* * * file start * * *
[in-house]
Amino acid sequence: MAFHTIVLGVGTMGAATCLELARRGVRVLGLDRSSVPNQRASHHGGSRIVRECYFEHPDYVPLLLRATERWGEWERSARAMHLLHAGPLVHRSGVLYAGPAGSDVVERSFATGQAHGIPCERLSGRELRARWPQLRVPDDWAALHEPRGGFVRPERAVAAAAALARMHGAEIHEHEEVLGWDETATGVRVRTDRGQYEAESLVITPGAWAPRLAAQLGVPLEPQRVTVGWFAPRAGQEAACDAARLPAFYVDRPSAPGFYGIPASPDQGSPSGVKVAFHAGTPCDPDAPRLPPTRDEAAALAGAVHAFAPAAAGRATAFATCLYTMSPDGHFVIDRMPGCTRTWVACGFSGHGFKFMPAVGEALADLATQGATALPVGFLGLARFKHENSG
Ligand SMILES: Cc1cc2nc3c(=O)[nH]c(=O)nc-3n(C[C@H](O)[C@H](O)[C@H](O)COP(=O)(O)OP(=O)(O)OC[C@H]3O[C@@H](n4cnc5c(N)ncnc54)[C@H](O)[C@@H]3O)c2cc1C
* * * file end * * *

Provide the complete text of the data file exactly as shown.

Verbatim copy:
[in-house]
Amino acid sequence: MAFHTIVLGVGTMGAATCLELARRGVRVLGLDRSSVPNQRASHHGGSRIVRECYFEHPDYVPLLLRATERWGEWERSARAMHLLHAGPLVHRSGVLYAGPAGSDVVERSFATGQAHGIPCERLSGRELRARWPQLRVPDDWAALHEPRGGFVRPERAVAAAAALARMHGAEIHEHEEVLGWDETATGVRVRTDRGQYEAESLVITPGAWAPRLAAQLGVPLEPQRVTVGWFAPRAGQEAACDAARLPAFYVDRPSAPGFYGIPASPDQGSPSGVKVAFHAGTPCDPDAPRLPPTRDEAAALAGAVHAFAPAAAGRATAFATCLYTMSPDGHFVIDRMPGCTRTWVACGFSGHGFKFMPAVGEALADLATQGATALPVGFLGLARFKHENSG
Ligand SMILES: Cc1cc2nc3c(=O)[nH]c(=O)nc-3n(C[C@H](O)[C@H](O)[C@H](O)COP(=O)(O)OP(=O)(O)OC[C@H]3O[C@@H](n4cnc5c(N)ncnc54)[C@H](O)[C@@H]3O)c2cc1C